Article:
Andres Tretiakov, a physics technician at St. Paul’s School in London, made this density column chemistree as part of a demonstration for students using a few kitchen staples and a tree-shaped glass bottle. The bottom layer of the column is Karo corn syrup, followed by blue food coloring in water, then olive oil, then acetone with “a pinch of turmeric powder”—each successive layer of liquid lower in density than the one below it. And, as a bonus, each layer is fluorescent under 365 nm light. Curcumin in the turmeric emits a “joyous yellow-green colour.” Olive oil glows blue thanks to polyphenols, vitamins, and chlorophyll derivatives (the exact hue depends on the type of olive oil—Tretiakov used light refined oil). The blue food coloring is made with spirulina, an edible blue-green algae which produces red-fluorescing phycocyanin pigments. Finally, the source of the blue fluorescence in the corn syrup likely comes from a blend of fluorescent polysaccharides.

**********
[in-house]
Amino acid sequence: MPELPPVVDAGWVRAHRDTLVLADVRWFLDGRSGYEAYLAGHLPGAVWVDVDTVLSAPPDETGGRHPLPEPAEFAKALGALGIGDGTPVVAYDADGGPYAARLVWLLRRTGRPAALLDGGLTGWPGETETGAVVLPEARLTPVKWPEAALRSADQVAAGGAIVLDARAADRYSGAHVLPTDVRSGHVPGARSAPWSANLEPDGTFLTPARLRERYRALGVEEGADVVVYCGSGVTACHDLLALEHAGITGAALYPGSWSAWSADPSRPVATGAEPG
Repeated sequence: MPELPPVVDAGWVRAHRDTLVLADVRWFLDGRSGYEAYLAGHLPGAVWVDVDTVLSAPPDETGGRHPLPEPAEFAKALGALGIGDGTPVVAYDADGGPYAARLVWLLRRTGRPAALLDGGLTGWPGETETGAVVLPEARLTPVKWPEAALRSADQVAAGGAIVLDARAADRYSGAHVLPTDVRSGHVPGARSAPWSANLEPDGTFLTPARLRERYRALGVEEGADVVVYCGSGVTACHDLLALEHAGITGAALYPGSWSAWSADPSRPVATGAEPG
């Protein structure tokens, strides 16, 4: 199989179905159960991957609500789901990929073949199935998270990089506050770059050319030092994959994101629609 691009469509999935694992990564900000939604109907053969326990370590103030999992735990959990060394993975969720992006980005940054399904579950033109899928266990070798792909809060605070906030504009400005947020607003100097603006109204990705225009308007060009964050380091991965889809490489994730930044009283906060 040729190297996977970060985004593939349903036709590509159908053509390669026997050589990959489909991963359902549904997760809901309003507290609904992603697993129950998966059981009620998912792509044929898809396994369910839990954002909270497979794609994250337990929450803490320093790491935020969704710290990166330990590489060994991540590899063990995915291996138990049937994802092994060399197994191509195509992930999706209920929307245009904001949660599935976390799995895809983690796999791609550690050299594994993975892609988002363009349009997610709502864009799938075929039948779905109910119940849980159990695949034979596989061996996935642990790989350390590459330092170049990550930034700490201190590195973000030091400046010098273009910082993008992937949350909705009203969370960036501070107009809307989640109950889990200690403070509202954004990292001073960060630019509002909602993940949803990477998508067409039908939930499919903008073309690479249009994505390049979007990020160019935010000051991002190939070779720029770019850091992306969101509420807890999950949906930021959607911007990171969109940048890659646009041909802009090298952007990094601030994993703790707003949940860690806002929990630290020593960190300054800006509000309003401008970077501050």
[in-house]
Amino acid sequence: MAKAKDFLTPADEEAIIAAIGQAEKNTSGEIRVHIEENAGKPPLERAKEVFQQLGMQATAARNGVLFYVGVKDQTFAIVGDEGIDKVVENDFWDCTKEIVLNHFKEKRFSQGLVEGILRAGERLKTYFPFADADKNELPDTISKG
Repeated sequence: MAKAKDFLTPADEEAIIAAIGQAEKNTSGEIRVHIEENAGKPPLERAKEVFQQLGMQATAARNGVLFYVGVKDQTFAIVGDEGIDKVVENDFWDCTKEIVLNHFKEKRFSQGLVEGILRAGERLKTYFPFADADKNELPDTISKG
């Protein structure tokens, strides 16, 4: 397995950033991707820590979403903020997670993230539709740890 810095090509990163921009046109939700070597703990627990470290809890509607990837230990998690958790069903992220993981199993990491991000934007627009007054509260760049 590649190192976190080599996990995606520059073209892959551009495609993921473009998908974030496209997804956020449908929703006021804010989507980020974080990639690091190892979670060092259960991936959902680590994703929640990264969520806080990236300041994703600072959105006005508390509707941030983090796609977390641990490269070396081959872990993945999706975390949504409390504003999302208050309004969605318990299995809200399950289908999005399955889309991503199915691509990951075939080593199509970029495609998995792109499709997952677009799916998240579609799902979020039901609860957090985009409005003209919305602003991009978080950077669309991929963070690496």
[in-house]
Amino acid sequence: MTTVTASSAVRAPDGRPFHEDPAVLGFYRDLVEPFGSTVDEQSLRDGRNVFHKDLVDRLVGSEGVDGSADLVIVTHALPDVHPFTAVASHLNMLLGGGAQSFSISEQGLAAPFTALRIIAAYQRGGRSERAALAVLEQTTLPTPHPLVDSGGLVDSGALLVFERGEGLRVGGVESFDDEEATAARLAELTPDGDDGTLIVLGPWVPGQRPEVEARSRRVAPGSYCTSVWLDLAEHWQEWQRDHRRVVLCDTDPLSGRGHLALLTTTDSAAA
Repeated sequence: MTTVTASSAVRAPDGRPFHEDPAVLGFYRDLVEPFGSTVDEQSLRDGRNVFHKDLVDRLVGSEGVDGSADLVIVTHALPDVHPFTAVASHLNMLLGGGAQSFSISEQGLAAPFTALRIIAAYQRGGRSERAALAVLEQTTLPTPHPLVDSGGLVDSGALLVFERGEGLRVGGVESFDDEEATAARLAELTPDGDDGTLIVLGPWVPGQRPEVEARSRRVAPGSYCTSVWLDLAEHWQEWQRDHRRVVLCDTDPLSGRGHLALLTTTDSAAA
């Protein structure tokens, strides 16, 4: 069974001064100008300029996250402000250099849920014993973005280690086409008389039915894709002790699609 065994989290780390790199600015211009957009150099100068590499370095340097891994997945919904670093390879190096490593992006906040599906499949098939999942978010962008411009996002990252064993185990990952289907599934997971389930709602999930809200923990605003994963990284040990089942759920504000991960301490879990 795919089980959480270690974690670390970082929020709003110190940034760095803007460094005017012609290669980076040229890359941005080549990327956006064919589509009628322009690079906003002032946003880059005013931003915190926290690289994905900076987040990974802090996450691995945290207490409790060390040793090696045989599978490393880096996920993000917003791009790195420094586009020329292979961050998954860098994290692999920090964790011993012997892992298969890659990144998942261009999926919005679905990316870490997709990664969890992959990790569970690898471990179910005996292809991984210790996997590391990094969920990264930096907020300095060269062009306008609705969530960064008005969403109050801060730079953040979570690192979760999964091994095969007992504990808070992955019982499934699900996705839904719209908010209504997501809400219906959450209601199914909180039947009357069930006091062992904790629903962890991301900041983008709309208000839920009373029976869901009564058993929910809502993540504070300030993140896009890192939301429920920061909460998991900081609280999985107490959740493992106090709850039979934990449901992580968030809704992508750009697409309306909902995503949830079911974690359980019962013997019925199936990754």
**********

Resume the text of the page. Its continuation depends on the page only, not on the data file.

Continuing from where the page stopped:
Credit: Andres Tretiakov
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